Update: WebExtensions are the new standard for add-on development, and you can find out how to create them on MDN. Please do not reference this article, as it is out-of-date. If you are the developer of a legacy add-on, please refer to this wiki page for additional resources to help you migrate to the new APIs.
It’s been a while since we published a guide on extension development in this blog, and we recently discovered that many of you are hitting a very old blog post about it. There’s plenty of documentation out there, but it can be hard to find, so here’s an overview of what you need to know about extension development.
As with everything Mozilla, the first place you should look for developer documentation is the Mozilla Developer Network. There’s an add-ons section there where you will find everything you need to know about how to develop Firefox extensions, as well as other add-on types.
There are a couple different ways to go about creating an extension for Firefox, so I covered each in the sections below.
Add-ons SDK extensions
The Add-ons SDK is a set of simple APIs you can use to quickly build good Firefox extensions. It’s what we recommend for new developers. It should be easy to work with, especially if you’re familiar with Google Chrome extensions or userscripts. It abstracts away most of the XUL / XPCOM infractrusture in Firefox, giving you a more familiar HTML and JS environment to work with.
The current approach to building an SDK extension is to download and set up the SDK, code locally, then package your extension (an XPI file) using the cfx tool included with the SDK. The SDK team is working on making this process much easier by integrating it into Firefox developer tools. Soon you’ll be able to build your extensions very quickly, right from Firefox.
You can learn more about the SDK and get help here:
- Documentation on MDN.
- Articles in this blog.
- Stack Overflow.
- Add-ons forum.
- #jetpack channel on Mozilla IRC.
Compared to the old way of making extensions (see Overlay extensions below), the only notable loss are overlays. Bootstrapped extensions have the bootstrap.js file instead, which is what serves as the starting point for your code. Otherwise, everything should be familiar to you: install.rdf, chrome.manifest and code files, all packed in a ZIP file with a .xpi extension.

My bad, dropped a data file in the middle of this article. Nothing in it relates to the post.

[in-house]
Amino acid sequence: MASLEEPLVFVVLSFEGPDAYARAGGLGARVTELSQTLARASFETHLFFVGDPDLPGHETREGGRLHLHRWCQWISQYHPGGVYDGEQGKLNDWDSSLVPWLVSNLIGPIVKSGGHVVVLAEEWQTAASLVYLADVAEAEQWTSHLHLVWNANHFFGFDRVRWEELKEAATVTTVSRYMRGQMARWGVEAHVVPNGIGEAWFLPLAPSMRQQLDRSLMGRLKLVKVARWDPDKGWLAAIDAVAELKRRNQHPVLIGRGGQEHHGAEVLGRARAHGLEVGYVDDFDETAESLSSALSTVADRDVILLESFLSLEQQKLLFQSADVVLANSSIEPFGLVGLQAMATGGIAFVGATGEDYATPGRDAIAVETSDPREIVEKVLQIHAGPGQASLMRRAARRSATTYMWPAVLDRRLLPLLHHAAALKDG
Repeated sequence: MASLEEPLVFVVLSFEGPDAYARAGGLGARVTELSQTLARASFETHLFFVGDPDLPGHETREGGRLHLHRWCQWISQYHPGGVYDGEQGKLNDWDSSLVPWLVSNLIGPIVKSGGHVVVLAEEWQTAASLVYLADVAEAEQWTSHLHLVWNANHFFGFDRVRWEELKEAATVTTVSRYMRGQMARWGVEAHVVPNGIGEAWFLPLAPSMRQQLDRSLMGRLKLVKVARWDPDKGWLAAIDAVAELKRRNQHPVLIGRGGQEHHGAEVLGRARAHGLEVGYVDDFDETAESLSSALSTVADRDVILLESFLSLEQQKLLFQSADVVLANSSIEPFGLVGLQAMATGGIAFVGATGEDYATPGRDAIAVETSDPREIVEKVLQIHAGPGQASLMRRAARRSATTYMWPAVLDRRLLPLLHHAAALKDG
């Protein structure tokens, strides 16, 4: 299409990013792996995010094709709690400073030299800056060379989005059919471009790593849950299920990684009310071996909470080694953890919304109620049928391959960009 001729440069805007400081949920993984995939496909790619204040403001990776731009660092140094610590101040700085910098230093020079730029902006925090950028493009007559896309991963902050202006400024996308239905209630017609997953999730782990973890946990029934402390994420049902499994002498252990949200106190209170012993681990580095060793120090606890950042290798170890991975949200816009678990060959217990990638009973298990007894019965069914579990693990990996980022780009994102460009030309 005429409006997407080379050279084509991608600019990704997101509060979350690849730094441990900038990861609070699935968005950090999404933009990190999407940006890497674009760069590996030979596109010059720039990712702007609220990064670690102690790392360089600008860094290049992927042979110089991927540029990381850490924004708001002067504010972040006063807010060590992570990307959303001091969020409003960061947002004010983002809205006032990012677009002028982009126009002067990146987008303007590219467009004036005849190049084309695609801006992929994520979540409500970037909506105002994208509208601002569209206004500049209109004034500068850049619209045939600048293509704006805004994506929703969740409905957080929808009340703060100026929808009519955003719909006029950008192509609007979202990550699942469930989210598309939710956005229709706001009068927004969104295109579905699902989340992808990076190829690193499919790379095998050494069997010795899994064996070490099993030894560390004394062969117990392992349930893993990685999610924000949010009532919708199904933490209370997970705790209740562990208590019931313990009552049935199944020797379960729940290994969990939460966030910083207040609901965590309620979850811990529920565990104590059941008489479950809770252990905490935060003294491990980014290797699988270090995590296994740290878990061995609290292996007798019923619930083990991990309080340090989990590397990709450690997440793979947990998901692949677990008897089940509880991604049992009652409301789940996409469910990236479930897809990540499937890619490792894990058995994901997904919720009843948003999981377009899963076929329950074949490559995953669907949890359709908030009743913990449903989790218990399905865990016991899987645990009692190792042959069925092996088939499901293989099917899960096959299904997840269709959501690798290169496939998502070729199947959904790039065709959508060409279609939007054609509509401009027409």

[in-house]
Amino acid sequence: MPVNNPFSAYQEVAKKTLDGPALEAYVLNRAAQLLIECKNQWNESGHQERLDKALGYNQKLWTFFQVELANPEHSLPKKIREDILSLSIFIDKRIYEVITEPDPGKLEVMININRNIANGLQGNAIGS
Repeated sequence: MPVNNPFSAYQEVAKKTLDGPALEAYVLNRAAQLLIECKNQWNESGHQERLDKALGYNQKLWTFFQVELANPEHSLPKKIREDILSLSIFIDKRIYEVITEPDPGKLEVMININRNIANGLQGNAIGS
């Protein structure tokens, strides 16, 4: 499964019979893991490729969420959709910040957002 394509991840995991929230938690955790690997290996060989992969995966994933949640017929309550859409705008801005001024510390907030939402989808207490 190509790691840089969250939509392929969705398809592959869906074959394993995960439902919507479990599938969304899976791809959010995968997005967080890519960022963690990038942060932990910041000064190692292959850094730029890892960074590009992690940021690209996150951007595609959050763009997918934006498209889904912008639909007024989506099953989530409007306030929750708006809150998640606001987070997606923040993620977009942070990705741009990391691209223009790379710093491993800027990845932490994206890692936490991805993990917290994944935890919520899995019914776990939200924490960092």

Other than Bootstrapped extensions on MDN and the pages they link to, all the available developer resources are the same for overlay extensions (see below).
Firefox for Android extensions
Extensions in Firefox for Android are slightly different. Since the UI is native instead of XUL, the way extensions can modify it is different and a bit more limited. This also means overlay extensions are not supported, so your options are the SDK and bootstrapped extensions.
Since mobile applications have very limited screen real estate, browsers need to maximize the content area, meaning extensions can’t add buttons or toolbars to the browser. However, the Firefox for Android team recently developed the Firefox Hub API that lets extensions add their content to the home page. This is a smart place to put your extension UI if you need it.
You can learn more about Firefox for Android extensions and get help here:
Overlay extensions are the old way of making add-ons. It might still make sense for you to use this approach if you need to create a very complex overlay or have other specific needs. However, having to restart Firefox to install this kind of extension is annoying because it breaks the user’s workflow, so you should definitely consider using the SDK or bootstrapped extensions first.
You can get help about extension development in general here: